Finally, although multiculturalism is not a major theme of the book, Bricker and Greenspon’s treatment of it is one of their most important contribu- tions. They show that the idea of multi- culturalism is no longer something to be added on to our understanding of the country, more or less as an afterthought. Rather, Canada has become first and foremost a multicultural society, both demographically and in terms of its identity. The demographic facts are well-known. Regarding identity, Bricker and Greenspon emphasize how com- fortable most Canadians and especially younger Canadians are with the coun- try’s growing diversity"and how this remarkable comfort level has become part of how we see ourselves and what we value about the country. ”œThe tri- umph of multiculturalism in Canada,” they argue, ”œlies in the wonder of its becoming more of a unifying symbol of Canadian identity than a force of divi- siveness.” Enlisting with philosopher Will Kymlicka, Bricker and Greenspon demonstrate unequivocally that, despite constant sniping by some, multicultur- alism has been a success that is unmatched anywhere else in the world.
The book is curiously silent on a few points of interest"first and foremost, the presence or absence of differences both among Canadians of different regions and between anglo- phones and francophones. Perhaps we can infer from this omission that such factors are much less important to the new Canadian mindset than they were to the old, but it would have been bet- ter to make the point explicitly. Nor are differences of opinion between men and women discussed, despite their significance in cases such as health care and social policy.
The authors also avoiding a num- ber of difficult questions relating to the capacity of governments to respond to the demands that a more assertive public is placing on them. To cite but one example, will govern- ments succeed in making our water safe to drink and our food safe to eat? In fairness, however, this is a subject for another book, and not one on the recent evolution of Canadian public opinion.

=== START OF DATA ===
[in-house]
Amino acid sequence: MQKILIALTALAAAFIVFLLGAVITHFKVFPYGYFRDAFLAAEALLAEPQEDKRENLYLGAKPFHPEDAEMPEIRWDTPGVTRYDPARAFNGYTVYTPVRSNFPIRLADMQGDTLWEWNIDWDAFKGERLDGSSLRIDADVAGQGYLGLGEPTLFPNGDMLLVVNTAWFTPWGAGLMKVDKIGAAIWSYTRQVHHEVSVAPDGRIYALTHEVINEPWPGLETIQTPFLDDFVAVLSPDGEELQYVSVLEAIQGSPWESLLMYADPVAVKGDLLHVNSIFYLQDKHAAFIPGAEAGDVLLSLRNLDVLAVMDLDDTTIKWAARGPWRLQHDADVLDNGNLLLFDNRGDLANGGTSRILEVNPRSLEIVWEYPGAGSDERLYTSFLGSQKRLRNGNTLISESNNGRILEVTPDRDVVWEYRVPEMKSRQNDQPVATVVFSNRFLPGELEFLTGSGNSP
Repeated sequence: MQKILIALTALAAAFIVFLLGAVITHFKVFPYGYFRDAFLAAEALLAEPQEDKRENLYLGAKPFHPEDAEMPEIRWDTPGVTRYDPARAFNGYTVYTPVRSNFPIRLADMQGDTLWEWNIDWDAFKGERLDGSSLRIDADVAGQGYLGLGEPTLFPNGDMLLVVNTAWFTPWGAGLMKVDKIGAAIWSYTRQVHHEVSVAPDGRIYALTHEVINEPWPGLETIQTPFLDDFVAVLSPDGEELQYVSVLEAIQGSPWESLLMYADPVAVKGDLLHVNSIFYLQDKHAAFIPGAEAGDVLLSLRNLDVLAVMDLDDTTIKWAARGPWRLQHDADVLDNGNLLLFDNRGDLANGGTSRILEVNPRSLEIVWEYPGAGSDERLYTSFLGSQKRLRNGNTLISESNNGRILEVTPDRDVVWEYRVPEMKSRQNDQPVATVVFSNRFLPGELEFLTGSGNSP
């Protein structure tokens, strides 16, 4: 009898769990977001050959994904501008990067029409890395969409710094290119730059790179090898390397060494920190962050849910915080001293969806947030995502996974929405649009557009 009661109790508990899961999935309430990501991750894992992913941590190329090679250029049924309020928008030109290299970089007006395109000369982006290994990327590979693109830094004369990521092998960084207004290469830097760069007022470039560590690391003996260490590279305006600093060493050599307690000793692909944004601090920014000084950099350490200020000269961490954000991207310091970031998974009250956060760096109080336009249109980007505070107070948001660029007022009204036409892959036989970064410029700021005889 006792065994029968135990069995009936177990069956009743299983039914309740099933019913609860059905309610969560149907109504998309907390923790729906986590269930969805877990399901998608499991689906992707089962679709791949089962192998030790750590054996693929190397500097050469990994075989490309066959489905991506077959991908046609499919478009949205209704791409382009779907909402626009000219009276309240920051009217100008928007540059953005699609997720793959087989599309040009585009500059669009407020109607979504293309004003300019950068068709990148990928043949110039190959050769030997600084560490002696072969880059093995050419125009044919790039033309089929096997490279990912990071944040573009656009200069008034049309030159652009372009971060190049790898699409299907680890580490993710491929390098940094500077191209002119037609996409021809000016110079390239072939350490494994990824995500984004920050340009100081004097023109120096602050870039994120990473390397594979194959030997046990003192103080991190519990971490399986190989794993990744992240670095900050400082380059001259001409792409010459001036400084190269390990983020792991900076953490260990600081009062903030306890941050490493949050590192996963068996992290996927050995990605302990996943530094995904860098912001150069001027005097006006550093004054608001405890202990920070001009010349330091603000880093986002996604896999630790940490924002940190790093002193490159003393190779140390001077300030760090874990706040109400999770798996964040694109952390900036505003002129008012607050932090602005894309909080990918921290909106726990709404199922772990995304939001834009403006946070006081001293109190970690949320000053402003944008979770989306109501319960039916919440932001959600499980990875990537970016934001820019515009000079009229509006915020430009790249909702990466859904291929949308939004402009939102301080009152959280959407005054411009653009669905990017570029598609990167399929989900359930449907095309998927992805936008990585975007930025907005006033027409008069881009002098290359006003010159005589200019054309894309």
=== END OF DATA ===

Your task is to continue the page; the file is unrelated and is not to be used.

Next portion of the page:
In the end, the book will displease only the minority of readers who fall into the following camps:
neo-conservatives who don’t want to hear that Joe Clark is more in tune with Canadian public opinion than any of the current candidates for the leadership of the Canadian Alliance
grumps who think the coun- try is going down the drain and don’t want to hear that most of their fellow citizens are enthusiastic about Canada and optimistic about its future
policy junkies fed-up hearing that Canadians support public health care and are mainly interested in pro- posals that might put the system on a more sustainable footing, and
anyone allergic to the sugges- tion that globalization and Canadian nationalism are compatible.
Most other readers will appreciate the book’s thorough and entertaining introduction to the state of public opin- ion in Canada. One final observation: while the manuscript was completed prior to September 11, there is nothing here that seems suddenly outdated" with the possible exception of the authors’ insistence that governments now enjoy large budget surpluses. This either is both a testament to the fact that they have succeeded in focusing on Canadians’ deeply held beliefs, and not their passing fancies, or further evi- dence that September 11 may not have produced the seismic shift in public attitudes that might first have been sup- posed. Or perhaps a bit of both.